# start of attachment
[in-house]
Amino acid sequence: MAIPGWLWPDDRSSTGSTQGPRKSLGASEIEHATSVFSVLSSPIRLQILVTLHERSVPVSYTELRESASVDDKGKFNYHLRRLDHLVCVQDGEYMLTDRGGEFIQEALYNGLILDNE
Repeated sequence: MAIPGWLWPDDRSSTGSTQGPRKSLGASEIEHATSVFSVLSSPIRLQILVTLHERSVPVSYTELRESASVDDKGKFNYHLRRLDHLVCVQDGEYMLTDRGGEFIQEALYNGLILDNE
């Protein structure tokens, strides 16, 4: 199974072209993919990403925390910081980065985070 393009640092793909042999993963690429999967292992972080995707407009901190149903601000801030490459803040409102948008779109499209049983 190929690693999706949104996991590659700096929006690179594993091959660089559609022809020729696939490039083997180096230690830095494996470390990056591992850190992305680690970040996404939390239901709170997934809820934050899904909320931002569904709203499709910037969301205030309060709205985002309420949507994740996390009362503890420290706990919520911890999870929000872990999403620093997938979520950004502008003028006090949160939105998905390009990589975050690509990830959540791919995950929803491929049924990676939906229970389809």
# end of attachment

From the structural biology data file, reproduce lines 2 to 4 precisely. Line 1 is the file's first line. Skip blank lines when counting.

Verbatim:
Amino acid sequence: MAIPGWLWPDDRSSTGSTQGPRKSLGASEIEHATSVFSVLSSPIRLQILVTLHERSVPVSYTELRESASVDDKGKFNYHLRRLDHLVCVQDGEYMLTDRGGEFIQEALYNGLILDNE
Repeated sequence: MAIPGWLWPDDRSSTGSTQGPRKSLGASEIEHATSVFSVLSSPIRLQILVTLHERSVPVSYTELRESASVDDKGKFNYHLRRLDHLVCVQDGEYMLTDRGGEFIQEALYNGLILDNE
């Protein structure tokens, strides 16, 4: 199974072209993919990403925390910081980065985070 393009640092793909042999993963690429999967292992972080995707407009901190149903601000801030490459803040409102948008779109499209049983 190929690693999706949104996991590659700096929006690179594993091959660089559609022809020729696939490039083997180096230690830095494996470390990056591992850190992305680690970040996404939390239901709170997934809820934050899904909320931002569904709203499709910037969301205030309060709205985002309420949507994740996390009362503890420290706990919520911890999870929000872990999403620093997938979520950004502008003028006090949160939105998905390009990589975050690509990830959540791919995950929803491929049924990676939906229970389809």